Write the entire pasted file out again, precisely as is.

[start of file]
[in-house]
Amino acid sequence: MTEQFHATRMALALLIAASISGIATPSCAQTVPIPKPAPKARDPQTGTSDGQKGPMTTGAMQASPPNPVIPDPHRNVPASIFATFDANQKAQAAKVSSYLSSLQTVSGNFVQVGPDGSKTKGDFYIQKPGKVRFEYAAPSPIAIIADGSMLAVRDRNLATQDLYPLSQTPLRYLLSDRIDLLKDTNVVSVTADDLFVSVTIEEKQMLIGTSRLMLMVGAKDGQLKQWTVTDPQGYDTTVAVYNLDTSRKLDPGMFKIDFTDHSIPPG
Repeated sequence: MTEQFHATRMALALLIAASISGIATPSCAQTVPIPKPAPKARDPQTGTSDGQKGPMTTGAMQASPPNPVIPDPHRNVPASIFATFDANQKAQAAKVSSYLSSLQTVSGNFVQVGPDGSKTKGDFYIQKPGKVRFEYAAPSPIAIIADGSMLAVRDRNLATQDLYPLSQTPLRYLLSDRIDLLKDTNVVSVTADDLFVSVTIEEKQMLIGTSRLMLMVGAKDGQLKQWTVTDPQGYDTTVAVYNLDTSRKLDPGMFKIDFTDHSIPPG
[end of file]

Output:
[in-house]
Amino acid sequence: MTEQFHATRMALALLIAASISGIATPSCAQTVPIPKPAPKARDPQTGTSDGQKGPMTTGAMQASPPNPVIPDPHRNVPASIFATFDANQKAQAAKVSSYLSSLQTVSGNFVQVGPDGSKTKGDFYIQKPGKVRFEYAAPSPIAIIADGSMLAVRDRNLATQDLYPLSQTPLRYLLSDRIDLLKDTNVVSVTADDLFVSVTIEEKQMLIGTSRLMLMVGAKDGQLKQWTVTDPQGYDTTVAVYNLDTSRKLDPGMFKIDFTDHSIPPG
Repeated sequence: MTEQFHATRMALALLIAASISGIATPSCAQTVPIPKPAPKARDPQTGTSDGQKGPMTTGAMQASPPNPVIPDPHRNVPASIFATFDANQKAQAAKVSSYLSSLQTVSGNFVQVGPDGSKTKGDFYIQKPGKVRFEYAAPSPIAIIADGSMLAVRDRNLATQDLYPLSQTPLRYLLSDRIDLLKDTNVVSVTADDLFVSVTIEEKQMLIGTSRLMLMVGAKDGQLKQWTVTDPQGYDTTVAVYNLDTSRKLDPGMFKIDFTDHSIPPG